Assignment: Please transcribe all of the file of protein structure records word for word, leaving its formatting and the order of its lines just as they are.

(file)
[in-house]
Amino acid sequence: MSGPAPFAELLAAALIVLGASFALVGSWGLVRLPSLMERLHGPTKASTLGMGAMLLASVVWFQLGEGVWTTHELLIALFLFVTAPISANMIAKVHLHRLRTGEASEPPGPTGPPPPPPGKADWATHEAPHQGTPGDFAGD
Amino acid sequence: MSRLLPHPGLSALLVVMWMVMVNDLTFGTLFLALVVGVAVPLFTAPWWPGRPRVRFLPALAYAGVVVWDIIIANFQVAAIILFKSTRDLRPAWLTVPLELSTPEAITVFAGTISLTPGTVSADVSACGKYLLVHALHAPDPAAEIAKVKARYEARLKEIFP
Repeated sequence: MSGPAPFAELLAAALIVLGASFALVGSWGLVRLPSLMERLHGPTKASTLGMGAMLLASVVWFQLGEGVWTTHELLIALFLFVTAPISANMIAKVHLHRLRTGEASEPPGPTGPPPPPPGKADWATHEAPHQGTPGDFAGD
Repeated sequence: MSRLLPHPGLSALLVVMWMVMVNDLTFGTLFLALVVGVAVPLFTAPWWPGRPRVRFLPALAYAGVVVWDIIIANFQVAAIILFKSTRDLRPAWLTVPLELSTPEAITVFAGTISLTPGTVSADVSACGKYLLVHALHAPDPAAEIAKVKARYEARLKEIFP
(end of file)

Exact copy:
[in-house]
Amino acid sequence: MSGPAPFAELLAAALIVLGASFALVGSWGLVRLPSLMERLHGPTKASTLGMGAMLLASVVWFQLGEGVWTTHELLIALFLFVTAPISANMIAKVHLHRLRTGEASEPPGPTGPPPPPPGKADWATHEAPHQGTPGDFAGD
Amino acid sequence: MSRLLPHPGLSALLVVMWMVMVNDLTFGTLFLALVVGVAVPLFTAPWWPGRPRVRFLPALAYAGVVVWDIIIANFQVAAIILFKSTRDLRPAWLTVPLELSTPEAITVFAGTISLTPGTVSADVSACGKYLLVHALHAPDPAAEIAKVKARYEARLKEIFP
Repeated sequence: MSGPAPFAELLAAALIVLGASFALVGSWGLVRLPSLMERLHGPTKASTLGMGAMLLASVVWFQLGEGVWTTHELLIALFLFVTAPISANMIAKVHLHRLRTGEASEPPGPTGPPPPPPGKADWATHEAPHQGTPGDFAGD
Repeated sequence: MSRLLPHPGLSALLVVMWMVMVNDLTFGTLFLALVVGVAVPLFTAPWWPGRPRVRFLPALAYAGVVVWDIIIANFQVAAIILFKSTRDLRPAWLTVPLELSTPEAITVFAGTISLTPGTVSADVSACGKYLLVHALHAPDPAAEIAKVKARYEARLKEIFP